Escape to Georgia O'Keeffe's Visions of Hawaii at The New York Botanical Garden
The 250-acre New York Botanical Garden, now a National Historic Landmark, was founded in 1881, six years before the birth of Georgia O’Keeffe, whose Hawaiian paintings inspired NYBG’s current thematic show: Georgia O’Keeffe: Visions of Hawaii, on view until October 28, 2018.
Georgia O’Keeffe, Hibiscus with Plumeria, 1939, Oil on canvas, 40 x 30 in., Smithsonian American Art Museum, Gift of Sam Rose and Julie Walters, 2004.30.6 © 2018 Georgia O’Keeffe Museum / Artists Rights Society (ARS), New York
Throughout her almost 100-year lifespan, the 20th century American artist best noted for her large-scale flowers, animal skulls, and Southwestern landscapes achieved celebrity status. In addition to her talents, her career was enhanced by her skill at marketing herself as an iconic artist by dressing in her own inimitable costume, creating a modernist image by dressing in black (and comfortably), and often wearing a cape, a wrap dress, layers, and a hat or scarf.
Considered the "mother of American modernism," O’Keeffe was already the country’s foremost woman artist in 1939 when she accepted a commercial assignment to travel to Hawaii and produce two print ad images for the Hawaiian Pineapple Company, which became Dole.
Outdoor installation by contemporary Hawaiian-Chinese sculptor Mark Chai, inspired by the forms of the plants that O’Keeffe encountered while visiting Hawaii.
That collection of paintings is the core of the exhibit, but not the first a visitor sees. The first of the triad of exhibits is the outdoor sculpture, which is on view as visitors walk through the Leon Levy Visitor Center and along Garden Way, where joyful installations by contemporary Hawaiian-Chinese sculptor Mark Chai enhance the vista. The forms are inspired by nature and include plant-shaped lanterns and modern sculptures, all of which are illuminated for evening events.
An open-sided, thatched-roof pavilion inspired by a traditional Hawaiian hale.
The art show takes place within the impressive LuEsther Mertz Library and showcases two never-before-exhibited oil sketches plus 17 color-drenched flower and verdant landscape paintings, which are shown together for the first time since 1940, when they were displayed in the New York City gallery owned by O'Keeffe's husband, famed photographer and art dealer Alfred Stieglitz. In addition to paintings, there’s a fascinating video and a display about the artist's entire nine-week journey. Letters that she wrote to Stieglitz and photographs that she took clearly illustrate how impressed she was by Hawaii. When she first arrived, she was so busy attending parties in her honor that it took time before she actually got out and about in the pineapple fields and tropical plantations. When she finally discovered the islands’ intrinsic beauty, she wrote Stieglitz that Hawaii was a “dreamland…one of those perfect places that nature arranges.”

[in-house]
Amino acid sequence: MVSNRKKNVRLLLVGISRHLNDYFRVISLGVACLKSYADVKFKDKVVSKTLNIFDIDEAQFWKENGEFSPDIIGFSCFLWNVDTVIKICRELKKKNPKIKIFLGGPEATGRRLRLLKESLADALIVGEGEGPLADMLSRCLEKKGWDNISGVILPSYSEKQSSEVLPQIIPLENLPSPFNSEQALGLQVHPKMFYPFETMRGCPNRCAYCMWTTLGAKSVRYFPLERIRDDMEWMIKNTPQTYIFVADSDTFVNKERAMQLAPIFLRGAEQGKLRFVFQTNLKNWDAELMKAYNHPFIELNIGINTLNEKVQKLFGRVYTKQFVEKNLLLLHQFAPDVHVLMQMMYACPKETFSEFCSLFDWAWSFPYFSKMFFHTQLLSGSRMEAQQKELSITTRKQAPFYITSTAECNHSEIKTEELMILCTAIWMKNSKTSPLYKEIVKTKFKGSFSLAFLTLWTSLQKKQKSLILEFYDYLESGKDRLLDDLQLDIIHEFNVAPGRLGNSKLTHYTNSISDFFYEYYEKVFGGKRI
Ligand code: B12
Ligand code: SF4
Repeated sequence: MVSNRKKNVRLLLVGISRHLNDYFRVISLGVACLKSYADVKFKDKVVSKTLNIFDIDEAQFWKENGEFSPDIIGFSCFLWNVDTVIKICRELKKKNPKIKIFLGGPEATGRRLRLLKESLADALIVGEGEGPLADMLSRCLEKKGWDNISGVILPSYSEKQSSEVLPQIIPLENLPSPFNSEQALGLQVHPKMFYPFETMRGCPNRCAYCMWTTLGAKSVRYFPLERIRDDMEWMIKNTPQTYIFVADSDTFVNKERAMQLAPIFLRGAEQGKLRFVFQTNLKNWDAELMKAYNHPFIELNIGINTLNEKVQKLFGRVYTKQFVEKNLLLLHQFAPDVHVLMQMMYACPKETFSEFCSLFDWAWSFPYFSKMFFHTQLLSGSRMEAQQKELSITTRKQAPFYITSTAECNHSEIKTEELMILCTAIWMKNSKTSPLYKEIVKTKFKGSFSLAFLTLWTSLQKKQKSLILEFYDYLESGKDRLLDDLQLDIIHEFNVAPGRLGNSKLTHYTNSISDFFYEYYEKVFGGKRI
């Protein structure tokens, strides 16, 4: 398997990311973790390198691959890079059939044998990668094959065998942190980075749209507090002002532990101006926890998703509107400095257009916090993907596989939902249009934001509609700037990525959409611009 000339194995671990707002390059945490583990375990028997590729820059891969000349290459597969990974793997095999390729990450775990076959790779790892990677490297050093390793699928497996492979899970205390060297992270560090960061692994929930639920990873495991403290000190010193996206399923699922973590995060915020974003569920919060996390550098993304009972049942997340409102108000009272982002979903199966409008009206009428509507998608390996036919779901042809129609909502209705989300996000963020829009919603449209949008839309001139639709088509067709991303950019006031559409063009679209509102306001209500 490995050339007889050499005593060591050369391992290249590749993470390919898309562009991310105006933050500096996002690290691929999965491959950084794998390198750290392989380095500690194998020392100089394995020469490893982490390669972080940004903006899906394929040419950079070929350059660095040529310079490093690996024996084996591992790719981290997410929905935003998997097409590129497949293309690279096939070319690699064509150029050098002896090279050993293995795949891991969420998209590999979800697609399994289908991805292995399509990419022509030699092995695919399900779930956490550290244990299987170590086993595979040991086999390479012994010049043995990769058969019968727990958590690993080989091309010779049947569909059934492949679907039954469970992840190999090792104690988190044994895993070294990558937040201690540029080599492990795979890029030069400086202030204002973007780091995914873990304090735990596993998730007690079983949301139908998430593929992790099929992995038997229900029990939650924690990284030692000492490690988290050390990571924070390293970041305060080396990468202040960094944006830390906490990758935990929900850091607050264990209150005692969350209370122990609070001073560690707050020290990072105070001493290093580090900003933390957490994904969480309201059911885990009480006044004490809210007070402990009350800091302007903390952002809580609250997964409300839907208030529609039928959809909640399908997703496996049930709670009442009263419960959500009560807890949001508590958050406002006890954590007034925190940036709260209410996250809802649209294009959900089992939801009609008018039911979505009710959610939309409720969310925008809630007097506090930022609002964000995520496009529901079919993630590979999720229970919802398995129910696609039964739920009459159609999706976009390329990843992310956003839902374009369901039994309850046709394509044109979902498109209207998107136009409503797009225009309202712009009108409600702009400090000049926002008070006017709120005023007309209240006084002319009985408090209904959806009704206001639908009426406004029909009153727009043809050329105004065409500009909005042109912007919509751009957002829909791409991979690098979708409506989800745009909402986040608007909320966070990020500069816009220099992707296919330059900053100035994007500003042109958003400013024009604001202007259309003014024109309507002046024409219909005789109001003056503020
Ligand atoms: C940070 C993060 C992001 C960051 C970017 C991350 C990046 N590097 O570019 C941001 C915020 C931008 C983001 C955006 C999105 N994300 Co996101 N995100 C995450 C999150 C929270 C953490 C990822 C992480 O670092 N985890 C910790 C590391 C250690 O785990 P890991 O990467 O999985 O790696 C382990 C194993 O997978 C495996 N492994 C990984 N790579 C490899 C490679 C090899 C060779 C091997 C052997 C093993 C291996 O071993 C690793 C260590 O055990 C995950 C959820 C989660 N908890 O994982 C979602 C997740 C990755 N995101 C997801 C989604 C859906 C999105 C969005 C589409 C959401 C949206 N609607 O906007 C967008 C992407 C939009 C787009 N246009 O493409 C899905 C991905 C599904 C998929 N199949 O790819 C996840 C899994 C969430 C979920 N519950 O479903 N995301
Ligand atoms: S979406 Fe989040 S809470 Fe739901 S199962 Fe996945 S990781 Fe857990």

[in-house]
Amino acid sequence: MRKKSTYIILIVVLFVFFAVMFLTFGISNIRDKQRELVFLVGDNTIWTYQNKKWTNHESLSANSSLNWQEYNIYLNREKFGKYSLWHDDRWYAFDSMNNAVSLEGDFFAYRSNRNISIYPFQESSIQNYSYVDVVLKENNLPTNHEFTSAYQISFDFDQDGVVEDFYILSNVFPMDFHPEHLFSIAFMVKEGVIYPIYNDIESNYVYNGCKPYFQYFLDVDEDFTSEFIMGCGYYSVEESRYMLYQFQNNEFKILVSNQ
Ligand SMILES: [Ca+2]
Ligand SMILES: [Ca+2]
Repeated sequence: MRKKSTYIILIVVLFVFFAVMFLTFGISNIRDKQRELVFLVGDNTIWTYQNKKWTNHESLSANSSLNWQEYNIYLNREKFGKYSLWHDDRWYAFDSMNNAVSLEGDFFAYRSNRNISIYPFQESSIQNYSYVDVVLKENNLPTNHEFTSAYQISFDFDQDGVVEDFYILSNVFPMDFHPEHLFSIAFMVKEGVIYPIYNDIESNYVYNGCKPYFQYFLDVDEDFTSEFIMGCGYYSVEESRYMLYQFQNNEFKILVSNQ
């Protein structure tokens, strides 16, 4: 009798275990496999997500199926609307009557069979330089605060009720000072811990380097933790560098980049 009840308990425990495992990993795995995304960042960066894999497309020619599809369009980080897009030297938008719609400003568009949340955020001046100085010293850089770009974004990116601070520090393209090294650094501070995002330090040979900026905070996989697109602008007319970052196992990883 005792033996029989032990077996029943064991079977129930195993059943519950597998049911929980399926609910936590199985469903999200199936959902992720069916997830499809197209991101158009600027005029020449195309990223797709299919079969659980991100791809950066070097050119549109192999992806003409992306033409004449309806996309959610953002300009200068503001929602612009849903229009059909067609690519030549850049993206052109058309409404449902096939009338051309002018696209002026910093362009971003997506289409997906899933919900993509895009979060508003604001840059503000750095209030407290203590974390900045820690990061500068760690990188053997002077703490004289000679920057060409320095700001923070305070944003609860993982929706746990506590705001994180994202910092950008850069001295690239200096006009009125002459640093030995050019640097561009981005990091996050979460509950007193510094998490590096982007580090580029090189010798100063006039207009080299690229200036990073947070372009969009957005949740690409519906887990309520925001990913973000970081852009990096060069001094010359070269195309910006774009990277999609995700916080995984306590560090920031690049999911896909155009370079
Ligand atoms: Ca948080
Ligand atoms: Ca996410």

The main event for plant lovers is the amazing botanical display within the one-acre, glass-enclosed Enid A. Haupt Conservatory. Inside, where the warmth and humidity mimics the Hawaiian climate some 2,500 miles away, there are more than 300 tropical plant types, which represent the three major groups of florae in Hawaii—including the exact species that inspired O’Keeffe in 1939. The flowers feature a myriad of ice cream-colored pinks, fuchsia, and oranges. Angel’s trumpet, birds of paradise, hibiscus, and orchids are among the most recognizable. Less familiar species include ornamental banana, wild ginger, and heliconia. Plants in more shades of green than a Crayola box can offer are interspersed among the flowers and some are even showcased within the replica of the traditional Hawaiian hale, an open-sided, thatched-roof structure.
Ukelele background music sets the stage and a poke food truck adds Hawaiian menu specialties to a visit. Throughout the run, NYBG is producing a full complement of authentic cultural events, demonstrations, and Aloha Nights on select weekends, with hula performances, lei-making, and ukulele players.
The New York Botanical Garden, just a 20-minute Metro-North ride from Grand Central Terminal, also features a living collection of more than one million plants. 2900 Southern Blvd., The Bronx, 718-817-8700, nybg.org